As a middle schooler in 1950s Taiwan, Hiro Huang spent most of his afternoons sitting next to his father, Ming-Fu, as he treated sick infants and young children inside a small pediatric office across the yard from the Huang household in their hometown of Kaohsiung.
One family's visit was unlike the others, Huang recalled, when a mother couldn't afford to pay for the doctor's visit. After offering freshly caught seafood as a token of payment, Huang said his father graciously declined. Instead, he hired a pedicab to take the family to a nearby market, where they sold their offerings and kept the profit.
Huang said it was this inspiration to care and serve that led him to a career in pediatrics, studying at Taipei Medical University. And it stayed with him for the next 42 years until his retirement on May 25 from his Laurel practice.
"My father had really great compassion," said Huang, 76, sitting inside his home in Fulton. "He believed in detailed instruction for patients to understand how to take care of their sick child after they get home. That's more important than just what happened when you took them to the doctor."
After marrying and graduating from medical school in 1969, Huang said he and his wife, Joan, moved to Long Branch, N.J., to satisfy his interest in learning more modern medicine.
Huang and his wife hoped to move back to Taiwan, where he planned to open his own practice, while Joan Huang – a licensed dentist – worked as the office manager.
"But, when we finished, Taiwan was expelled out of the United Nations and we were still under a dictatorship," Huang said. "So, we just said, 'That's not the situation that we should go back to.' We decided to stay and start my practice."
A colleague, who worked as a pediatrician in Greenbelt, recommended Huang practice in Maryland. The couple decided to settle in Laurel, opening the doors to a medical practice in 1974 off Route 198, next to the Starting Gate shopping center.
Joan Huang said she supported her husband's practice as the office manager, also working as a travel agent.
Huang said he remembered hearing about an office park being built on Cherry Lane adjacent to Laurel Lakes; a dream destination for his practice.
"I moved in there right away," Huang said. "I could see Laurel having the potential to become a big city, with the NSA and Fort Meade nearby, [and] I found out that Laurel is a very nice city. Most of the people at that time were not really moving out or in. They would bring in family and friends to see me."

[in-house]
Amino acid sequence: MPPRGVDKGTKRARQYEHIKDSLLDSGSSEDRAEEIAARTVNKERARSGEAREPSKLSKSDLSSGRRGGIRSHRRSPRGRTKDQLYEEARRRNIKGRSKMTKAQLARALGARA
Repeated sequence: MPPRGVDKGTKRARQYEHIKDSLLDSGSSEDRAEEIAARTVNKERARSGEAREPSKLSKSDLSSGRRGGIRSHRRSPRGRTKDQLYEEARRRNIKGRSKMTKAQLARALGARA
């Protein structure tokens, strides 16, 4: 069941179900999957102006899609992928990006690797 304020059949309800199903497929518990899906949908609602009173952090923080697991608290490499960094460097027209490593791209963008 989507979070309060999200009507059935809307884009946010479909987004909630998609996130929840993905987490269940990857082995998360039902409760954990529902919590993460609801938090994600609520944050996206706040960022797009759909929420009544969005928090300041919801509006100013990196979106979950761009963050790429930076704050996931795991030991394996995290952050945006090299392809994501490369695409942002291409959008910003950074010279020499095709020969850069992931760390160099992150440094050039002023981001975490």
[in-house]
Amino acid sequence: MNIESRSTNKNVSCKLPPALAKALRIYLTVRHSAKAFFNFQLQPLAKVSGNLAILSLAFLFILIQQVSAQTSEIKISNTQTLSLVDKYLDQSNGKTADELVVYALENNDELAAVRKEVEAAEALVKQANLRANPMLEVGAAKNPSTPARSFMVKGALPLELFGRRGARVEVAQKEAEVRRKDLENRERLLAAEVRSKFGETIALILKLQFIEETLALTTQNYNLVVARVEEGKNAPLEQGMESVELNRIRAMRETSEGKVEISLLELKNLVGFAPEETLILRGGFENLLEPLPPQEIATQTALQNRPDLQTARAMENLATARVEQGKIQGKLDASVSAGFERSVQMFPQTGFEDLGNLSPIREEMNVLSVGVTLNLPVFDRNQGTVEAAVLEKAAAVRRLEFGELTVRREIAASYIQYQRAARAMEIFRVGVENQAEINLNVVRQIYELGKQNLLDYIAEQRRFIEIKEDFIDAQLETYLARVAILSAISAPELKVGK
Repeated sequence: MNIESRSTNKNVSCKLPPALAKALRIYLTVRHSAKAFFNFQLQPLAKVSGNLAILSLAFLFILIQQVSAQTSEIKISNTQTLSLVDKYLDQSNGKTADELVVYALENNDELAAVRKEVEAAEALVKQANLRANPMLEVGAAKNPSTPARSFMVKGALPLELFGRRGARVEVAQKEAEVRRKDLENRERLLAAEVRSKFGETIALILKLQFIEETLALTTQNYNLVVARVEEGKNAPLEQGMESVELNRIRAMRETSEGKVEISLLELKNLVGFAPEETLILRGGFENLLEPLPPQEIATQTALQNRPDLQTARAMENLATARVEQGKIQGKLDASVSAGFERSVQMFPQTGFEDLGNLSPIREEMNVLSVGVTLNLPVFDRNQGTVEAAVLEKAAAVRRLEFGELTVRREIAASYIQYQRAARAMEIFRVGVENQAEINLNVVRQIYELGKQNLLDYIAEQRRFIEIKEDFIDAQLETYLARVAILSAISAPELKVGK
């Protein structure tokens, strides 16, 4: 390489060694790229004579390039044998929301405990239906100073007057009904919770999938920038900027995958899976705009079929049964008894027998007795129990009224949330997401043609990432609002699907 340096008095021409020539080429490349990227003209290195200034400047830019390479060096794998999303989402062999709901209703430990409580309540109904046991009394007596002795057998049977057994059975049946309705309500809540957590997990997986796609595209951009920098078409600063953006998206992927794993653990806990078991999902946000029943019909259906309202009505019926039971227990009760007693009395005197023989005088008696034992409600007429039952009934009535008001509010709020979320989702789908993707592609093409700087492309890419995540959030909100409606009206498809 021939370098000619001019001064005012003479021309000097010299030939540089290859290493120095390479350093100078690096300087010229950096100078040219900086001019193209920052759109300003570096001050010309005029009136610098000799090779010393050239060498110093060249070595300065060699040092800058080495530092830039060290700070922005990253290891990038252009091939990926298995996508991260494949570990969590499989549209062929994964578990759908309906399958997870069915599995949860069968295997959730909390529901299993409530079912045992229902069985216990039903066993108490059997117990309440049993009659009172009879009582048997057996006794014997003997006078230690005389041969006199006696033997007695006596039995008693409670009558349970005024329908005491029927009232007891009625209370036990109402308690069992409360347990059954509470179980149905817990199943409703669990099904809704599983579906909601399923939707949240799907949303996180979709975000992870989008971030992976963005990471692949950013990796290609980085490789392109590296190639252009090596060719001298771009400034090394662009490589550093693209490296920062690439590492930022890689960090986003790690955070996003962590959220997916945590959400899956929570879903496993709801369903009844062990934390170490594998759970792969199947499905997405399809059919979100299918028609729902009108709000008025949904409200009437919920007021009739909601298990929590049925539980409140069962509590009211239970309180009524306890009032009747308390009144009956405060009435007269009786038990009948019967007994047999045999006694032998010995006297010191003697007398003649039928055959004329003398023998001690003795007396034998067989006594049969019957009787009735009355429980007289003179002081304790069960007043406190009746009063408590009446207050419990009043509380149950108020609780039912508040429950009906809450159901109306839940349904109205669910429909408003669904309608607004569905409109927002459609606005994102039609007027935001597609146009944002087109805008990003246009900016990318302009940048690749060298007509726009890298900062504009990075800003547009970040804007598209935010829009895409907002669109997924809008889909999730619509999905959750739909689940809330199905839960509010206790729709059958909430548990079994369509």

Huang has treated three generations of some patients' families.
"I think it was natural. We had mutual care and respect," he said.
As a mother of two, Lori Reed, 45, said it was also about trust. Reed first met Huang at 9 years old when her mother baby sat a young girl who was a patient.
"My [29-year-old] niece also visited with him when she was a baby and when I had my children, we started going there," said the Mount Airy resident. "He has a caring, friendly manner. You don't find many doctors that will give [patients] a hug when they're upset or to calm them down."
Reed said her two nephews were also patients as well as her daughter, 18, and son, 14.
Observation, examination and education remained essential with all patients throughout his career, Huang said. A parent can explain the illness and its symptoms, but the doctor determines the treatment, he said; and the stakes are raised when treating infants.
"I like the challenge of trying to find out what the child can not speak for themselves," Huang said. "Some child may come in screaming, but I still need to find out what it is. So, I need to spend more time talking to the mother, find out what problems they're having, how long it has been happening and then I examine the child."
"He just had a very soothing manner," she said. "You're not going to find a doctor that you trust as much as Dr. Huang. It makes you want to tear up now; not knowing he's there to call. He would call you at any time."
Huang's work also branched to other countries in medical missionary ventures beginning in the 1980s, when he joined the Tzu Chi Buddhism group. A Washington, D.C., chapter was established in 1999, hosting trips to Dominican Republic and El Salvador in efforts to bring medical care to poor communities.
"'Tzu Chi' means 'compassion and charity' in Chinese," Huang said. "You can't just expect the government to help poor people. Everybody has to pitch in and be responsible to make this world more peaceful. Charity is very important."
Huang said he was the only one among seven siblings who continued their father's pediatric profession. The profession now continues into a third generation; Huang's daughter, Elena Huang, is a pediatrician at Children's Hospital of Philadelphia.
Despite her father persuading her to study dermatology to avoid around-the-clock patient calls, Elena Huang had her father's persistence to follow her dream.
"She said, 'If I want to make money and have a good time, I don't want to be in medical school,'" Huang said. "It just feels like we're in the same line and same philosophy. It makes me feel very proud as a father."
In his last days on the job, many patients greeted Huang with farewell flowers and hugs, wishing to say goodbye; a sentimental moment for a sentimental career.